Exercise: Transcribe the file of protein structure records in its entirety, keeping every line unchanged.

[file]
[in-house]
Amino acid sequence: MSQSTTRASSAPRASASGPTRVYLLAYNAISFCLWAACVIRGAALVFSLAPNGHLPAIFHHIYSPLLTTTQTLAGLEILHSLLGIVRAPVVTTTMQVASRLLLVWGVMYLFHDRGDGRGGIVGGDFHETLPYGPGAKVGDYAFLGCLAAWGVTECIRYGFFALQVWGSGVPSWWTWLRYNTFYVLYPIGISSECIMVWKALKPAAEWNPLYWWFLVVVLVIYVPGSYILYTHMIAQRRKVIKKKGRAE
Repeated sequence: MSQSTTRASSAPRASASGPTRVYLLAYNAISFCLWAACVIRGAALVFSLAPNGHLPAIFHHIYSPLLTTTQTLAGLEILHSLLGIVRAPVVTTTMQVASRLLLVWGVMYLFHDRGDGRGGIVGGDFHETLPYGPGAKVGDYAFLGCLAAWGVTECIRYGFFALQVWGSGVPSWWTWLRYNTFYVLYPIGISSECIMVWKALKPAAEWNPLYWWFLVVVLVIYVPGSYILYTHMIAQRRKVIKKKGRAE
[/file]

[in-house]
Amino acid sequence: MSQSTTRASSAPRASASGPTRVYLLAYNAISFCLWAACVIRGAALVFSLAPNGHLPAIFHHIYSPLLTTTQTLAGLEILHSLLGIVRAPVVTTTMQVASRLLLVWGVMYLFHDRGDGRGGIVGGDFHETLPYGPGAKVGDYAFLGCLAAWGVTECIRYGFFALQVWGSGVPSWWTWLRYNTFYVLYPIGISSECIMVWKALKPAAEWNPLYWWFLVVVLVIYVPGSYILYTHMIAQRRKVIKKKGRAE
Repeated sequence: MSQSTTRASSAPRASASGPTRVYLLAYNAISFCLWAACVIRGAALVFSLAPNGHLPAIFHHIYSPLLTTTQTLAGLEILHSLLGIVRAPVVTTTMQVASRLLLVWGVMYLFHDRGDGRGGIVGGDFHETLPYGPGAKVGDYAFLGCLAAWGVTECIRYGFFALQVWGSGVPSWWTWLRYNTFYVLYPIGISSECIMVWKALKPAAEWNPLYWWFLVVVLVIYVPGSYILYTHMIAQRRKVIKKKGRAE